Your Financial Future: Well-coordinated financial planning key to reaching financial goals – Observer-Reporter

During the unsettling financial times that we are experiencing today, many investors are concerned about what to do to protect their family.

The best solution is to have a written financial plan that creates a blueprint or map to guide your financial future. There must be coordination between investments, taxes, Social Security, legacy planning and all of the other elements in a comprehensive financial plan.

You must consider each individual part as a portion of a whole symphony and not just a bunch of rouge soloists going in different directions. That is how a masterpiece is created. All good orchestras have a good qualified conductor to facilitate the outcome.

This week we will discuss investments, but remember you cannot look at them in a vacuum without considering how they fit into the whole plan. There are three elements in every investment; liquidity, return and risk. The best investment would be something like a guaranteed 20% return, FDIC insured, and you could withdrawal any amount of needed funds tomorrow.

Unfortunately, such a product does not exist in the real world.

In fact, there is no product where you can get all three elements of an investment in one. The stock market has historically produced the best returns. If you have a brokerage account, you can sell part of your investment and have the funds in a week, so it is very liquid. You can never be sure what part of your money is available due to market swings, so there is a lot of risk.

While there is no good time for a stock market correction, there is a worst time. That is right before or early in retirement, when sequence of risk can destroy retirement. We will discuss that more in a future column.

Too many investors are underestimating the risk because of the current bull market we have been experiencing since 2009. Corrections are a part of stock market investing and most corrections are not three months like March 2020. The lost decade in the U.S. was just 20 years ago. If you invested in the SP 500, it took 12 years to recover your investment – if you took no money out during that time. While that seems like a long time, it is pretty short when you consider the Japanese Nikkei 225 suffered major losses over 30 years ago and still has not completely recovered.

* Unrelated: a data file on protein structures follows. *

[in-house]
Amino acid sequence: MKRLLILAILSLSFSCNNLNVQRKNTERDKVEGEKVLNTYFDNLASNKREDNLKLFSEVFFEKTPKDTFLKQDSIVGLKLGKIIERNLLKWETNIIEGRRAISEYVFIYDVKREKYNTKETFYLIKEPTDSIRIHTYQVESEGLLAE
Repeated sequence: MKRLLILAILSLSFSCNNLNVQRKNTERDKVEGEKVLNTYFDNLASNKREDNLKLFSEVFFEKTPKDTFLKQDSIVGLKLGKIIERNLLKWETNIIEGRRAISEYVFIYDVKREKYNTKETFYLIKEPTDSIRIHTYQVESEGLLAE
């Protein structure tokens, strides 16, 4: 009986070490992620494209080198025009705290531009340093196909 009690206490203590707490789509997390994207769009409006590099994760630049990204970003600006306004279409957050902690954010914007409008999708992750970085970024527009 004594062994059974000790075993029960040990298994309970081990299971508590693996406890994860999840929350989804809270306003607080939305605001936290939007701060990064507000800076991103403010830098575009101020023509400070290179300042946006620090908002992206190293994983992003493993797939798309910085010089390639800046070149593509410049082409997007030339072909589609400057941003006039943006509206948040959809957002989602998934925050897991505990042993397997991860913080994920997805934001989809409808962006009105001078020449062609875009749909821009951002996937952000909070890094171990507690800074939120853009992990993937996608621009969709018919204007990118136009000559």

People concerned about market risk should consider other investment opportunities.

Banks are not currently the answer for long term investment because of the low interest rate environment. They are where you keep emergency money and money needed for short term purchases. Having too much money in banks is a good way to lose money safely in the current high inflation world. I know that is an oxymoron, but it is true because of loss of purchasing value.

Financial products are one area of the economy where you don’t often see things go on sale. Sometimes you will hear about a high bonus for a limited time. This is probably not the best way for your family to manage its financial life. You do not need a hodgepodge of unconnected financial products. You need a coordinated financial plan created by a financial specialist who will create a comprehensive plan covering all elements.

If you see someone emphasizing a big bonus, of maybe 30% or more, realize this is probably not real money. No company can instantly turn $100,000 into $130,00. They would not be able to stay in business if they did. This extra $30,000 is in some special account that you cannot get in a lump sum or walk away with and may take as long as 10 years to be locked into your income account. When it is pointed out that you get 50% more than some index, severe restrictions must apply.

Accessing money through 10% free withdrawals comes from your real money account not the income account, but it is reducing this secondary account proportionally so you may not see any bonus on that money.

All companies are dealing with the same structural issues such as low government bond rates, internal cost and other things.

This means if one company stresses one area to get your attention, they have less flexibility in other areas. This does not mean that there might not be some uses for these types of products, but they should be part of a holistic plan that takes multiple meetings to access your family’s best outcome.

This plan should be created specifically for your family by a full-time fiduciary who is required to look out for your family’s best interest and not some product salesperson who is holding six seminars over the next two weeks and does not have time to meet with your family for anything but to sell a product.

Sometimes buying something in haste is not the best solution for your family.

Your Financial Future is written by certified financial planner Gary W. Boatman, MBA and CFP, who also wrote the book, “Your Financial Compass: Safe Passage Through The Turbulent Waters of Taxes, Income Planning and Market Volatility.” If there is an area that you would like to see discussed in the column, send your suggestions to gary@BoatmanWealthManagement.com.